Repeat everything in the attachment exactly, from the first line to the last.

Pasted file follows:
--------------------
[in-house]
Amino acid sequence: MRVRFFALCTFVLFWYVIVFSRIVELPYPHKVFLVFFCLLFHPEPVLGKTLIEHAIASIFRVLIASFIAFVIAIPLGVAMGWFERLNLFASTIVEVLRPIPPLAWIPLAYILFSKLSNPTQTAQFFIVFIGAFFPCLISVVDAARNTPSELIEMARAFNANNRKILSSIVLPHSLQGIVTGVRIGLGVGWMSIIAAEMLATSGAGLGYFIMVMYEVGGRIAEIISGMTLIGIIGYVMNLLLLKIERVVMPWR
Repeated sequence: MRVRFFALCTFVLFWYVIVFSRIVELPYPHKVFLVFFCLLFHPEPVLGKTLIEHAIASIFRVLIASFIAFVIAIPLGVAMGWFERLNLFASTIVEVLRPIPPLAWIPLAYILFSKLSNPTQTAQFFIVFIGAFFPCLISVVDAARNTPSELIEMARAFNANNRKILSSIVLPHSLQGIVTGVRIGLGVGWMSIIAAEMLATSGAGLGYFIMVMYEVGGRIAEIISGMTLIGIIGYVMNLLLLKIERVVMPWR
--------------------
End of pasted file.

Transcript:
[in-house]
Amino acid sequence: MRVRFFALCTFVLFWYVIVFSRIVELPYPHKVFLVFFCLLFHPEPVLGKTLIEHAIASIFRVLIASFIAFVIAIPLGVAMGWFERLNLFASTIVEVLRPIPPLAWIPLAYILFSKLSNPTQTAQFFIVFIGAFFPCLISVVDAARNTPSELIEMARAFNANNRKILSSIVLPHSLQGIVTGVRIGLGVGWMSIIAAEMLATSGAGLGYFIMVMYEVGGRIAEIISGMTLIGIIGYVMNLLLLKIERVVMPWR
Repeated sequence: MRVRFFALCTFVLFWYVIVFSRIVELPYPHKVFLVFFCLLFHPEPVLGKTLIEHAIASIFRVLIASFIAFVIAIPLGVAMGWFERLNLFASTIVEVLRPIPPLAWIPLAYILFSKLSNPTQTAQFFIVFIGAFFPCLISVVDAARNTPSELIEMARAFNANNRKILSSIVLPHSLQGIVTGVRIGLGVGWMSIIAAEMLATSGAGLGYFIMVMYEVGGRIAEIISGMTLIGIIGYVMNLLLLKIERVVMPWR